Best Leading Actor – Riz Ahmed in Sound Of Metal
Chadwick Boseman delivers a top performance in Ma Rainey’s Black Bottom and Anthony Hopkins is worthy of awards for the utterly devastating portrayal he provides in The Father. However, Riz Ahmed totally transforms into his character in Sound Of Metal. After having delivered a brilliant performance as someone coping with their body deteriorating and potentially removing their career from under them in Mogul Mowgli he topped this with the fear that’s deep in Ruben’s (his character) eyes, coping with a sudden rapid loss of hearing. Ruben looks like Ahmed, however somehow he appears physically different and you forget that he even looks like Ahmed, or that there’s an actor behind the character. The performance feels so genuine and authentic that you completely buy into it and thanks to it almost forget that all of this is a fiction, that what you’re watching is a narrative feature film. You know exactly what the character is thinking, worrying and stressing about, throughout the film in each scene and are taken along his journey with him. Feeling uplift and upset based on his actions and responses to the film’s events. It’s a superb performance and truly the standout in a category of very different performances.
Best Leading Actress – Andra Day in The United States Vs. Billie Holiday
It’s hard to believe watching The United States Vs. Billie Holiday that Andra Day has had relatively little on-screen acting experience in the past. She takes the role of Billie Holiday head on and gives a bitingly strong performance. The film as a whole may not be somewhat middling overall, however Day’s performance makes the viewing entirely worth it. She captures Holiday’s distinct jazz and blues styling in the various musical and performance sequences, puts emotion, care and restraint into the more personal elements of Holiday’s life and is even great in the more stylistic, seemingly choreographed moments of the piece. Her performance lifts many of the film’s scenes and is consistently strong throughout. In a strong, unpredictable, Best Leading Actress race, Day is the potential outsider who deserves the attention for her nomination.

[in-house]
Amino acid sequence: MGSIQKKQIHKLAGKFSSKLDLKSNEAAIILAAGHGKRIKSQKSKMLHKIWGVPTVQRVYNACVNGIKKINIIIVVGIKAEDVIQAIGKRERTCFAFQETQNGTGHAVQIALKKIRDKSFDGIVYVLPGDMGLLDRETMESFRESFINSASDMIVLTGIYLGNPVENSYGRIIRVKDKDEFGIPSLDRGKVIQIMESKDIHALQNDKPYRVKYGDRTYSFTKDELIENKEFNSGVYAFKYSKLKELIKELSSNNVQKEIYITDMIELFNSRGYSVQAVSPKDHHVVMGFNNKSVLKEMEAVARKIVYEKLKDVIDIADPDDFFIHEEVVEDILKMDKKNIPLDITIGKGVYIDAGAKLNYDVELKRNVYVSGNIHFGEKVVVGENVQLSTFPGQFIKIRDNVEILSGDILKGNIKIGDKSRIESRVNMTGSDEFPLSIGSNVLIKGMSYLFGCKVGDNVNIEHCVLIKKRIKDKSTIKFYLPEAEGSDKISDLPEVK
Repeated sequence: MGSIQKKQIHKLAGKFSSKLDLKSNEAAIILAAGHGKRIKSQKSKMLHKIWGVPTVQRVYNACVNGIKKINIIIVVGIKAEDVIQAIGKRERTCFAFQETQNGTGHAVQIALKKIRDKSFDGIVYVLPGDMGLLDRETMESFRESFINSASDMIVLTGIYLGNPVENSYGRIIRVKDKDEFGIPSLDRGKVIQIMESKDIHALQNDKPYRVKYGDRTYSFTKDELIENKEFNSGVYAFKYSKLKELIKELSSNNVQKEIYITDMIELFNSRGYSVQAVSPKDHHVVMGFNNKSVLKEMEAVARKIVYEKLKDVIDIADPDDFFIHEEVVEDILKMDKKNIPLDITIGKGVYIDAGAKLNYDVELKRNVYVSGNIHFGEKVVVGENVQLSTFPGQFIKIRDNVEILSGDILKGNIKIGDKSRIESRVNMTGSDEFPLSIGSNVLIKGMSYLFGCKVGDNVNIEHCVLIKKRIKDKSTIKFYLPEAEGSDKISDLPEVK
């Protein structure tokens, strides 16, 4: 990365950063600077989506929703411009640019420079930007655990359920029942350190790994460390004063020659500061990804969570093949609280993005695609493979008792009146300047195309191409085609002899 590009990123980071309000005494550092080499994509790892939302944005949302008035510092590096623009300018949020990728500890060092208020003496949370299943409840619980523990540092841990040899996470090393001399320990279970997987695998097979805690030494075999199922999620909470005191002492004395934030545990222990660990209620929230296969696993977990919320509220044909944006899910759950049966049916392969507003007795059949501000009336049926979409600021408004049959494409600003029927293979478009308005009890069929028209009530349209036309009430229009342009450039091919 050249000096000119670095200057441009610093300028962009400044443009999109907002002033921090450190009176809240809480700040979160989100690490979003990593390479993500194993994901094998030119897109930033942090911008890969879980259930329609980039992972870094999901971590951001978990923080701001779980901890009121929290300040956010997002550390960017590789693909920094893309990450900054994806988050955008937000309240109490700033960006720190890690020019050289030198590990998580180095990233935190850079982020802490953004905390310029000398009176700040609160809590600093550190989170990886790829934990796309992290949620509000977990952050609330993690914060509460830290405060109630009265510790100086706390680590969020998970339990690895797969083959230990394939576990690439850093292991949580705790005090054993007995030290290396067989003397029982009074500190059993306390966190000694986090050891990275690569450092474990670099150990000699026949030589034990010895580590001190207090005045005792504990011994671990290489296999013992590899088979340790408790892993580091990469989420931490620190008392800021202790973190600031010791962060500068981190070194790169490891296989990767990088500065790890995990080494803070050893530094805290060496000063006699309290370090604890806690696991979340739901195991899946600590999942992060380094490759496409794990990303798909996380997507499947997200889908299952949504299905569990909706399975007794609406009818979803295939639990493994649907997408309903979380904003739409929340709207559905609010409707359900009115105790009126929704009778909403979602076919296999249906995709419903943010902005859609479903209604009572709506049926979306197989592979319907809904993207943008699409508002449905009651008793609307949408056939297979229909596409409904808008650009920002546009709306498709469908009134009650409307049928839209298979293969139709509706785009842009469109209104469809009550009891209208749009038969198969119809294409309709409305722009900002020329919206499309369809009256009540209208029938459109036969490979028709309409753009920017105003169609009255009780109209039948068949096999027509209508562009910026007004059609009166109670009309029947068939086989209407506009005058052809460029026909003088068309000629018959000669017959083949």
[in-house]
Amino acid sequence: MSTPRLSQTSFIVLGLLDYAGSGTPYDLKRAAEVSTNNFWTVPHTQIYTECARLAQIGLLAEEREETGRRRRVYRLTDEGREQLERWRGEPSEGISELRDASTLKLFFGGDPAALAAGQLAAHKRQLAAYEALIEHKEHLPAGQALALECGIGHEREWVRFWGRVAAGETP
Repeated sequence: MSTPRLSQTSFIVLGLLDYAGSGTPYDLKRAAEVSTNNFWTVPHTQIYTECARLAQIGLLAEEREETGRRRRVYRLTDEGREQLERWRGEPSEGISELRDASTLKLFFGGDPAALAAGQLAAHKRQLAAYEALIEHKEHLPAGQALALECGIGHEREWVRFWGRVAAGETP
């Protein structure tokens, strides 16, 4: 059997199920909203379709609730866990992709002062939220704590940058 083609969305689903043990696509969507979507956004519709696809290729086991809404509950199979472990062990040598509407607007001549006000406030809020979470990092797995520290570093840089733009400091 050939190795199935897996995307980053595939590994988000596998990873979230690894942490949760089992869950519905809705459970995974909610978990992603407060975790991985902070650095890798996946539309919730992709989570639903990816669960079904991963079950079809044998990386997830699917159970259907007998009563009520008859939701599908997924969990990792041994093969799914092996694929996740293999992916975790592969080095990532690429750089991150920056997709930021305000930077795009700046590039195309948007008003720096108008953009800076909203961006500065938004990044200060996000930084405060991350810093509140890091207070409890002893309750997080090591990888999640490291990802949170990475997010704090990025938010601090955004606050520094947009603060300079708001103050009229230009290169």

Best Director – Chloé Zhao for Nomadland
Nomadland is a beautifully directed film. Not just because of the way that it looks but because of the caring way in which it appears to have been formed. A thoughtful depiction of an underthought of group in America, almost documentary like in fashion and tone. There’s a great amount of small details that strengthen the various personal stories we hear throughout the film that impact those of the central character. Zhao’s fine touch and ability to make place as much of a character as the human figures in the piece – as seen in her excellent 2018 feature The Rider – is very much present here and has a big impact on the events that occur throughout the film, there’s not a huge deal of plot and yet the film feels so full of easy-to-digest detail. She does a fantastic job in crafting the world, visualising it and getting across a subtle, thoughtful, personal and engaging film.
As Best Picture is voted for via preferential ballot I’m going to list here what my ballot would look like, with one being the best and eight being the least best – just because something is lower down the list certainly doesn’t mean that I don’t like it. If you asked me tomorrow, or even in a couple of hours, this list might look quite different. But, as of this moment in time this is what it would look like (and no, I’m not overly confident on it being right – I’m sure with re-watches, and in closer proximity to each other, this list would likely change).
1. Promising Young Woman
2. Sound Of Metal
4. The Trial Of The Chicago 7
5. The Father
7. Judas And The Black Messiah
To focus on my top choice, as that would be what I’d vote if I was only allowed one choice. This was a tough choice between Promising Young Woman and Sound Of Metal, but Promising Young Woman just edged itself over the mark for that first place position. It’s a fine blend of revenge thriller, (very) dark satire and rom-com. Each one seamlessly fitted in and still managing to revolve around the core themes and the plot – a number of serious elements are never just there for simple narrative reasons and actually have impacts on character’s. Even on the small screen the story still feels highly cinematic, as if it should be experienced on the big screen. There’s fiery passion from those at the heart of the film and that comes through in the performances and the narrative as a whole. With each of the genres moulding around the themes of the film almost perfectly and never clashing it flows really well and engages you in the sometimes tense and suspenseful story that unfolds. It’s a truly great piece of work, especially as a debut feature.
Some of these films may very well appear in my top ten of the year, come the end of the year, and in a different order. Again, this is only how I view them at the moment, and could even change tomorrow depending on how I feel. But, I’m fairly certain that, while the rest of the list would likely be a completely changed, unconfident jumble, the top spot would still be a toss-up between Promising Young Woman and Sound Of Metal.